- Leonte Carroo, WR, Rutgers
Another Rutgers player makes the list, this time one of the conference’s most explosive playmakers in Carroo. His ranked second in the Big Ten in both receiving grade (85.1) and receiving yards (1,086) and he didn’t drop one of his 55 catchable targets all season. Carroo was a big-play threat for the Scarlet Knights, averaging 19.7 yards per reception and 7.4 yards after the catch per reception). He’ll show more straight-line speed than he does wiggle, but when he gets going, he’s hard to catch. Carroo should make life easier for whichever quarterback wins the starting job at Rutgers.
- Jack Allen, C, Michigan State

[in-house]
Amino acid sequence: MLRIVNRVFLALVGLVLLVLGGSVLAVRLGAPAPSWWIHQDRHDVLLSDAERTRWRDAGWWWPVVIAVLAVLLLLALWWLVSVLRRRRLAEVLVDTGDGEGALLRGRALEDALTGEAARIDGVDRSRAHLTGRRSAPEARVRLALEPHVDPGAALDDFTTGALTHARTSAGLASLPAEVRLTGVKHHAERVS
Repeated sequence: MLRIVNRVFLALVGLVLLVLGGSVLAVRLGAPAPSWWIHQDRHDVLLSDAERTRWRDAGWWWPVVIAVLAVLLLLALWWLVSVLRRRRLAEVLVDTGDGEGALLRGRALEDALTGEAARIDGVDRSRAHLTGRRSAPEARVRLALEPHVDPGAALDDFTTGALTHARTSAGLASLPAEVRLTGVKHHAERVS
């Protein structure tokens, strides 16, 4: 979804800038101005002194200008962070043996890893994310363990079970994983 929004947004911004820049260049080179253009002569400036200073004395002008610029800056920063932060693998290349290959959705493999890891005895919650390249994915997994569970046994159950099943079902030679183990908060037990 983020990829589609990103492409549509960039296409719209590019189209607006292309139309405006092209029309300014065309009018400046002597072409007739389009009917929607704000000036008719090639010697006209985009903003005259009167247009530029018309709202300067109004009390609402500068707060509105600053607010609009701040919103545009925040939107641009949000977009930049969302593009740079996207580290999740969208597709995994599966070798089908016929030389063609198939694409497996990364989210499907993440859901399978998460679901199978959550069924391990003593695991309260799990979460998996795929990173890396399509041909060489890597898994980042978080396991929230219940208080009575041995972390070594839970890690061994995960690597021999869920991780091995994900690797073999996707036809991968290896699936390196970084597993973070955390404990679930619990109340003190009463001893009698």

The Big Ten was quietly filled with good pivot men a year ago, with Allen being the best of the bunch. His 86.5 overall grade led the charge, and he also paced the way with an 87.2 pass-block grade and an 86.4 mark as a run-blocker. He didn’t allow a sack all season and he surrendered only four pressures (one hit, three hurries) on his 364 pass-block attempts. Allen’s pass-block efficiency of 99.1 ranked ninth in the nation. With Conklin and Allen returning, the Michigan State offensive line is in good hands as the Spartans look to unseat Ohio State at the top of the conference.